Veteran readers know it’s always been a part of the Financology canon that inflation is a decline in currency value that affects asset prices first, consumer prices later. As far as I recall however, we’ve never really dug into why that is or how it happens. It’s not particularly complex, but it does call on one’s powers of abstraction.
First let’s talk about securities in general. The most important are stocks, bonds, and currencies. Each is something that has no utility by itself. You can’t eat them, live in them, or even make them into jewelry to delight your sweetie. Their only use to you is as claim tickets on things that do have intrinsic utility.
They have much more in common with each other than they differ. Stocks and bonds are both obligations of someone else, essentially debts that are owed to the holder. In the case of bonds, the amounts are contractually fixed in advance, with stocks, they are contingent on the financial success and integrity of the issuer. They typically, but not universally, pay the holder some periodic consideration for the use of his capital. In the case of bonds it’s called interest and in the case of stocks it’s called dividends.
Currencies are issued by banks. They too are debt obligations. Like stocks, they may not be obligations to pay anything specific, but historically they may have been backed by silver or gold, and increasingly by government debt … essentially whatever the bank holds on its balance sheet. They don’t usually pay any interest or dividends.
For our purposes here though, it’s what they all have in common that is of primary interest. And that is that their use to the holder is as claim tickets on things that have intrinsic utility. And that their value to the holder ultimately depends on the latter.
This is not merely a theoretical abstraction, but has very practical implications to our axiom about asset and consumer prices.
At any given moment, there is a fixed amount of these things of intrinsic utility available in exchange for these claim tickets. This body of goods and services does not fluctuate with asset prices. There exists tomorrow for instance a certain amount of stuff in the world. The purchasing power of the sum total of all the securities … stocks, bonds, currencies … is equal to the amount of stuff available for purchase.
If for example the price of stocks increases by 5% between today and tomorrow, the value of this total is unchanged. This means the purchasing power of bonds+currencies must have declined. If the prices of stocks and bonds have both increased, the purchasing power of currencies must have decreased.
Now let’s turn to the differences between these types of securities. When we go to redeem our claim tickets, we don’t ordinarily exchange stocks or bonds directly for these things of intrinsic utility. We first exchange them for currency, then exchange the currency for the latter. The distinguishing characteristic of currency is hinted at by the name we give it … it is the asset we use for current consumption.
Stocks and bonds, on the other hand, are used almost exclusively to store purchasing power for future use.
At this point it may begin to become clear why declines in the value of currency show up first there, and how stocks and bonds in effect can serve as a reservoir to store inflation only to later become apparent in consumer prices.
When the purchasing power of a currency first declines, prices of stocks and bonds rise. For starters, consumer goods and services don’t trade in real time auction markets, where prices adjust instantly, tick by tick, to changes in the value of currency. And people’s consumption needs aren’t instantaneously affected by them either. If you were going to buy a ham sandwich today or a washing machine tomorrow, your plans aren’t going to change just because the central bank created a billion new dollars overnight. And chances are you didn’t receive any of those dollars either. Instead, what you will notice, if you have them, that the prices of your stocks and bonds rose. This is purchasing power that you will use later.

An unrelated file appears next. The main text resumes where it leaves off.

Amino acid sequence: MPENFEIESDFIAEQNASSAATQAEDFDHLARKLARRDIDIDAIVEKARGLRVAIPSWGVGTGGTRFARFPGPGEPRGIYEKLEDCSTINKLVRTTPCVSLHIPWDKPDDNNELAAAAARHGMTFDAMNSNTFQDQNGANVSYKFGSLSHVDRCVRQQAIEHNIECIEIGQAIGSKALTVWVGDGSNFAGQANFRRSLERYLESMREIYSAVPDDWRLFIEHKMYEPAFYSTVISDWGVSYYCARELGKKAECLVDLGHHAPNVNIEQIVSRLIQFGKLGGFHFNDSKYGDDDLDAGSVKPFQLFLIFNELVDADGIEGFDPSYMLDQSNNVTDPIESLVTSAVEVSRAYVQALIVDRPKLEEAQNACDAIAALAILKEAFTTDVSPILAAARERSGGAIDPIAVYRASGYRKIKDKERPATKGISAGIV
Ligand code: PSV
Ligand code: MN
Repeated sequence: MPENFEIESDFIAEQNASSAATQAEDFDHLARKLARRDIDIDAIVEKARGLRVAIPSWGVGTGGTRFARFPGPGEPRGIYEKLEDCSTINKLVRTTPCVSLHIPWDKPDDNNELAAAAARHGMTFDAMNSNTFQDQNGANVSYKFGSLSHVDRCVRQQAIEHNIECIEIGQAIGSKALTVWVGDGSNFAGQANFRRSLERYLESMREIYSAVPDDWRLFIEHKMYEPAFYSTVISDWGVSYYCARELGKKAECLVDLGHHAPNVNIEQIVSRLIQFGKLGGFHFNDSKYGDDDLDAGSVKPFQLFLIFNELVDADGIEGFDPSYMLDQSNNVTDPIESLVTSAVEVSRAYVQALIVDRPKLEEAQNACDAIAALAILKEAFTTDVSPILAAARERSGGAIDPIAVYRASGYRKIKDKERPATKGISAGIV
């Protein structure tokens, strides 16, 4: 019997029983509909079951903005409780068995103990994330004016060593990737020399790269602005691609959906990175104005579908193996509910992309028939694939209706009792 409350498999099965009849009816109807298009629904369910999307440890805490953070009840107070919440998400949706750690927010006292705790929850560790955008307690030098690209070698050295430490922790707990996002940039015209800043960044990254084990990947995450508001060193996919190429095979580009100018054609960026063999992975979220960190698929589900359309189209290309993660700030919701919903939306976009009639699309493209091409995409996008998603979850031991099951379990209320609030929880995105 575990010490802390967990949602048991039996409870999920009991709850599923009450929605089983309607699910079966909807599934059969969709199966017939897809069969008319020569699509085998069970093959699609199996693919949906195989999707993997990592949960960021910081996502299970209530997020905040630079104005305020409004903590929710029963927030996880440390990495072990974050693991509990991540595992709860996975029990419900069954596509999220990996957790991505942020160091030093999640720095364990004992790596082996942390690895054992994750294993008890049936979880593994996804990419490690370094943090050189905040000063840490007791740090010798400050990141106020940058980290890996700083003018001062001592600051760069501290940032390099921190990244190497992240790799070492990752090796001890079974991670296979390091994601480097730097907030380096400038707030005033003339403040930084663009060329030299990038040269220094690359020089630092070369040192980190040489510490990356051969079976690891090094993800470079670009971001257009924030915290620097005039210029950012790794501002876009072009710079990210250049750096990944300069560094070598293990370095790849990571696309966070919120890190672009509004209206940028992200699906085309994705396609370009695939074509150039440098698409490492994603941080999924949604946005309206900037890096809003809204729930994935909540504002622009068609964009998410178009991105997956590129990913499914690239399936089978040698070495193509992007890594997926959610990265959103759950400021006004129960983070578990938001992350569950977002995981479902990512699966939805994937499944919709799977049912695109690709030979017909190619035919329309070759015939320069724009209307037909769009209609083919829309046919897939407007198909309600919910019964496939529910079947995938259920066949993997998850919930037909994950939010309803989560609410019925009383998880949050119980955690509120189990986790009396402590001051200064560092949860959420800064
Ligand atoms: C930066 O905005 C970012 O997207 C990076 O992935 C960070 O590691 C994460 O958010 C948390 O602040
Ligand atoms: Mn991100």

But all the while, the total purchasing power of all the world’s securities is unaffected by their relative values. It is affected only by the body of goods and services available for purchase. So increases in the value of stocks and bonds equate to decreases in the value of currencies. So long as this purchasing power is stored for later use, however, the decreases are not obvious.
So the initial effect of a decrease in the value of currency – inflation – is to create the appearance of an increase in prosperity. As long as you’re not trying to spend it, you are able to assume that you have gained wealth. This is an economy-wide effect. Society believes its wealth has increased. Yet aggregate wealth is unchanged.
We’ve seen this effect empirically in broad cycles over economic history. First asset prices rise, then consumer prices. Asset prices may then fall as policymakers belatedly attempt to counter the rise in consumer prices. Asset prices rose strongly in the 1950s-1960s. In the 1970’s, consumer prices surged, while asset prices fell. Asset prices rose in the 1980s-1990s. In the 2000’s, consumer prices rose and asset prices fell. In extreme cases, the effect can be seen over shorter time frames. In 2020-2021, asset prices soared. In 2022, consumer prices followed suit, as asset prices fell. In all cases large increases in asset prices are either reversed or consumer prices rise to meet them. Or some messy combination of both.
In sum, broad increases in asset prices represent the first obvious sign of inflation. They are perceived as a sign of prosperity, but in fact reflect a decrease in the value of the currency, which will later either be reversed or show up in consumer prices.
Or some messy combination of both.